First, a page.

Preventing recurrence

Rates of recurrence three months after healing are reported to be as high as 70% (Franks et al, 2016), with many clinicians proposing that venous ulceration should be viewed as a long-term condition (Brown, 2010). The most effective way to reduce the risk of recurrence is through health programmes that educate patients and promote engagement with self-care (Miller et al, 2014a; Miller et al, 2014b; Freeman et al, 2007; Brooks et al, 2004) (see part 3). Venous interventions (endovenous ablation) (Gohel et al, 2018; Barwell et al, 2004) and compression hosiery (Nelson et al, 2006) are also important in reducing the risk of ulcer recurrence (Atkin, 2019).

VH is often related to venous insufficiency as a result of valvular incompetence. This is potentially correctable with endovenous intervention (Santler and Goerge, 2017), so all patients with symptomatic varicose veins (pain, itching, skin changes, ulceration) should be referred to a vascular centre (Atkin, 2019; National Institute for Health and Care Excellence, 2013).

Compression therapy

Compression hosiery has a therapeutic effect on VH; it has been shown to reduce ulceration and other symptoms of venous insufficiency, such as oedema, and reduce the risk of ulcer recurrence (Lurie and Kistner, 2011; Pannier et al, 2007; Nelson et al, 2006). The higher the level of compression, the more effective it is in reducing recurrence (Nelson et al, 2006).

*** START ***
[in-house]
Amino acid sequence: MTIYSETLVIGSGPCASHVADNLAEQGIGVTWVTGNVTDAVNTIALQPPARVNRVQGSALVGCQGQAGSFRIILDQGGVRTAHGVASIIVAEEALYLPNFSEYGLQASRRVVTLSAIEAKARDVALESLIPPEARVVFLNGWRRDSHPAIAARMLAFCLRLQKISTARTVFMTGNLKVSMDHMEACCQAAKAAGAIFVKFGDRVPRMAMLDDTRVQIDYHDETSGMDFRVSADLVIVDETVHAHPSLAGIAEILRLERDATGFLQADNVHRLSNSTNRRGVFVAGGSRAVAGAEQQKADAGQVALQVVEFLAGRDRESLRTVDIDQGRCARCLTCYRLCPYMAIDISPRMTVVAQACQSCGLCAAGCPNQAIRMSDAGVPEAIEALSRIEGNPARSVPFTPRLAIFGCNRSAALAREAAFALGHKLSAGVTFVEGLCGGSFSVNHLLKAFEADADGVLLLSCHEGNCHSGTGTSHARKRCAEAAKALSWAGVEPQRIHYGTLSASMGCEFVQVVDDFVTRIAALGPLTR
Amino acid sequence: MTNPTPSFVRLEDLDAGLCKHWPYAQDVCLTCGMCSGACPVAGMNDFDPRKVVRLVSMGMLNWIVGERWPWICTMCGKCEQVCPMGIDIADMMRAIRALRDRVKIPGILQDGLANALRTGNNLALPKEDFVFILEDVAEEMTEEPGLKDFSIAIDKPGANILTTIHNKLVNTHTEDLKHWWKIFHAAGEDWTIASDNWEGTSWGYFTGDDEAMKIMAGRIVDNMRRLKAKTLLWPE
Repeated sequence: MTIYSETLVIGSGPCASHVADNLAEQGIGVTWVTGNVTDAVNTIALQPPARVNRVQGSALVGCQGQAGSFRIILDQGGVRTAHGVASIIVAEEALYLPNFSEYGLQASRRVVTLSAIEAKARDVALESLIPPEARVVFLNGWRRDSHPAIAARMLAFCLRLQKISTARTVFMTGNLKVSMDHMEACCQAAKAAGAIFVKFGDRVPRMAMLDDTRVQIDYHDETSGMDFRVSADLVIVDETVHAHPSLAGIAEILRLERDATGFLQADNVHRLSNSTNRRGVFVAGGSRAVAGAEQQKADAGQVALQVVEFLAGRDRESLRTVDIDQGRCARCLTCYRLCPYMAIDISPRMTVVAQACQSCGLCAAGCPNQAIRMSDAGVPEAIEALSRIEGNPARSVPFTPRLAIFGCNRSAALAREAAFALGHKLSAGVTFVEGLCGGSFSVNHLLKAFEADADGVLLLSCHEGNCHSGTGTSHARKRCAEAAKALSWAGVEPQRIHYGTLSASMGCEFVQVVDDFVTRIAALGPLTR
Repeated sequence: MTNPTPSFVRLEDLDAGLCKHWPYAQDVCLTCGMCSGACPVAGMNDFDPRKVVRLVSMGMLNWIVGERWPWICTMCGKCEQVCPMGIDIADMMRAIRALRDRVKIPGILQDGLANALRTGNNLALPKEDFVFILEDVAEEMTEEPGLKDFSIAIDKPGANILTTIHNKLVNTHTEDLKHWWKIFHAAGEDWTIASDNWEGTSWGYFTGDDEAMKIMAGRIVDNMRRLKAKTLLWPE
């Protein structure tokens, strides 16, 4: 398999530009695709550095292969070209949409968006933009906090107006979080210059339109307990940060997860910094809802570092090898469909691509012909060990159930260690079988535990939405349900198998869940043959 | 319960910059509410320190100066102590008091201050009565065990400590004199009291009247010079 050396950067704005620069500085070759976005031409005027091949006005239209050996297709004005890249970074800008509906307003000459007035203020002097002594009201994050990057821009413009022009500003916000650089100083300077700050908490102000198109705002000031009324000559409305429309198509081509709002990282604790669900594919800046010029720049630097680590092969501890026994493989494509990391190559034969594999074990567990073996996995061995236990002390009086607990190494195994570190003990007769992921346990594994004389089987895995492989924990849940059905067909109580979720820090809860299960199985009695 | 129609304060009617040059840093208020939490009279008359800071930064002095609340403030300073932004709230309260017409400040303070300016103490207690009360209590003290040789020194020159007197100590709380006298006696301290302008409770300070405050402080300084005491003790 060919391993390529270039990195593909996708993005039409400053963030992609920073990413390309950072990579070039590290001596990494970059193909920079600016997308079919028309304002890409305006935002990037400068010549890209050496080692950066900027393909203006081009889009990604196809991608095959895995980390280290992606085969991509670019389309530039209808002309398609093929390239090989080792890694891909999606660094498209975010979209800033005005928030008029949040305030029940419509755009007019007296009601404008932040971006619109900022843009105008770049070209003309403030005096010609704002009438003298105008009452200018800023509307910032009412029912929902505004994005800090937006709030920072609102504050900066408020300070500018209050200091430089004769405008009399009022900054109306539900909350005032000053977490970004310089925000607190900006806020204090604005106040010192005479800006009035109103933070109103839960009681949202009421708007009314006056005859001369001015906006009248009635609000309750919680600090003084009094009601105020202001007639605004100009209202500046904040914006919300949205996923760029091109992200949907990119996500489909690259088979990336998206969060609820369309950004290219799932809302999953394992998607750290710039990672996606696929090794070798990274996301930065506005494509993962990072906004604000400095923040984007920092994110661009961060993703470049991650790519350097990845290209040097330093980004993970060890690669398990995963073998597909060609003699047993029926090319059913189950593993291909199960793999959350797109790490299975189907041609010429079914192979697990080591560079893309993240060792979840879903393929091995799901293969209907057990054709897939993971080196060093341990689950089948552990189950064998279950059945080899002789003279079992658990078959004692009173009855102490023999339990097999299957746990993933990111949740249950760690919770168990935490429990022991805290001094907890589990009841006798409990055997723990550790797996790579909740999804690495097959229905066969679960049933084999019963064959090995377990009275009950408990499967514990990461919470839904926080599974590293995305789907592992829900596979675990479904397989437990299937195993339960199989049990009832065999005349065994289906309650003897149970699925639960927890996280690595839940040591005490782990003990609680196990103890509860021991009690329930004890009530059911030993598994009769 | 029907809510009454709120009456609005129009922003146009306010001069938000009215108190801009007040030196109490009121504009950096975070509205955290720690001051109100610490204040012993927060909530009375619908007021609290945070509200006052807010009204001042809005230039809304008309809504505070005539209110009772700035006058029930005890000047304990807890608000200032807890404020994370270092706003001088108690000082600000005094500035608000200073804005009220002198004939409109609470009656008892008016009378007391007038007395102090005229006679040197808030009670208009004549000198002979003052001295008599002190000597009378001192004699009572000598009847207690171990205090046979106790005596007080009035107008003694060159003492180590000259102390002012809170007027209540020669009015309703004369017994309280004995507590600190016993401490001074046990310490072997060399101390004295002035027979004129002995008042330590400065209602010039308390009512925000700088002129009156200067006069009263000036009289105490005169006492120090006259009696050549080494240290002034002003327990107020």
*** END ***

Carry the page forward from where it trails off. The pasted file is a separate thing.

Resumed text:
Compression therapy needs to be graduated, exerting an external pressure that is higher at the ankle and reduces towards the calf or thigh. Graduated compression hosiery works by compressing the superficial venous system. This aids valve function, encouraging the superficial veins to empty into the deep venous system, which reduces VH and subsequently decreases limb oedema (NICE, 2013).

Before starting compression therapy, nurses should assess patients for signs of arterial disease – a contraindication for compression therapy. Most commonly used for this is the ankle brachial pressure index test (Atkin, 2019); however, this is only one part of lower-limb assessment. Other factors to consider are:

  • The patient’s medical history;
  • Medication;
  • Current symptoms;
  • Risk factors.

This information should be combined with clinical examination of the limb, which may include pulse palpation, Doppler wave form assessment and/or toe pressures. Box 1 outlines a case study.

Box 1. Case study

Ian Taylor* is a 65-year-old retired postmaster. A year ago he developed an active leg ulcer, which healed with the use of compression bandaging. His other medical history includes deep vein thrombosis, arthritis and recent endogenous ablation of his right leg.

Mr Taylor has returned to the leg ulcer clinic; he is generally well, but concerned about increasing itching and skin discoloration in his right medial gaiter region, the area of his previous ulceration. He is not using any compression therapy. Clinically, the limb is warm to touch and well perfused, and Mr Taylor is not complaining of any specific pain. There is evidence of haemosiderin staining, but no oedema, ulceration or skin irritation.

  • What treatment does Mr Taylor need?
  • What further assessments are required?